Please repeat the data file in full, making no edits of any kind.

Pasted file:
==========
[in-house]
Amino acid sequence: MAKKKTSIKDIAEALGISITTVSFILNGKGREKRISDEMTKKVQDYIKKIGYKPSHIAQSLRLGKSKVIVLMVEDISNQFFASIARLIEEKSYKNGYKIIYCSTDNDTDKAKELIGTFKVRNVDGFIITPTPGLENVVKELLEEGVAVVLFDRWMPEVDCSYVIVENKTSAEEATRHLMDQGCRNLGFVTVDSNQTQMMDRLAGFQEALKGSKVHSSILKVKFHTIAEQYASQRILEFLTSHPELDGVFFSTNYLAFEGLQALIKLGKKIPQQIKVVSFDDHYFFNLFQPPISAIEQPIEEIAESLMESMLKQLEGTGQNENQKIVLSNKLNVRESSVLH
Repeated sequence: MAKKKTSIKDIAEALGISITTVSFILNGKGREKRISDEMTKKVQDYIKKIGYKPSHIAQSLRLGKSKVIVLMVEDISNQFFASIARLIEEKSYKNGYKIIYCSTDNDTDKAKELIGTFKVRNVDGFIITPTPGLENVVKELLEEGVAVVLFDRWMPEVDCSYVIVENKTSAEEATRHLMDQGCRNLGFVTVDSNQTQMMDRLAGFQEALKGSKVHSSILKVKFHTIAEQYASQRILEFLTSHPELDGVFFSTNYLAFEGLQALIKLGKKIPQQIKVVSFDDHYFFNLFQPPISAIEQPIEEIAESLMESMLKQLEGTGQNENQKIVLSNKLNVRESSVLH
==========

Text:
[in-house]
Amino acid sequence: MAKKKTSIKDIAEALGISITTVSFILNGKGREKRISDEMTKKVQDYIKKIGYKPSHIAQSLRLGKSKVIVLMVEDISNQFFASIARLIEEKSYKNGYKIIYCSTDNDTDKAKELIGTFKVRNVDGFIITPTPGLENVVKELLEEGVAVVLFDRWMPEVDCSYVIVENKTSAEEATRHLMDQGCRNLGFVTVDSNQTQMMDRLAGFQEALKGSKVHSSILKVKFHTIAEQYASQRILEFLTSHPELDGVFFSTNYLAFEGLQALIKLGKKIPQQIKVVSFDDHYFFNLFQPPISAIEQPIEEIAESLMESMLKQLEGTGQNENQKIVLSNKLNVRESSVLH
Repeated sequence: MAKKKTSIKDIAEALGISITTVSFILNGKGREKRISDEMTKKVQDYIKKIGYKPSHIAQSLRLGKSKVIVLMVEDISNQFFASIARLIEEKSYKNGYKIIYCSTDNDTDKAKELIGTFKVRNVDGFIITPTPGLENVVKELLEEGVAVVLFDRWMPEVDCSYVIVENKTSAEEATRHLMDQGCRNLGFVTVDSNQTQMMDRLAGFQEALKGSKVHSSILKVKFHTIAEQYASQRILEFLTSHPELDGVFFSTNYLAFEGLQALIKLGKKIPQQIKVVSFDDHYFFNLFQPPISAIEQPIEEIAESLMESMLKQLEGTGQNENQKIVLSNKLNVRESSVLH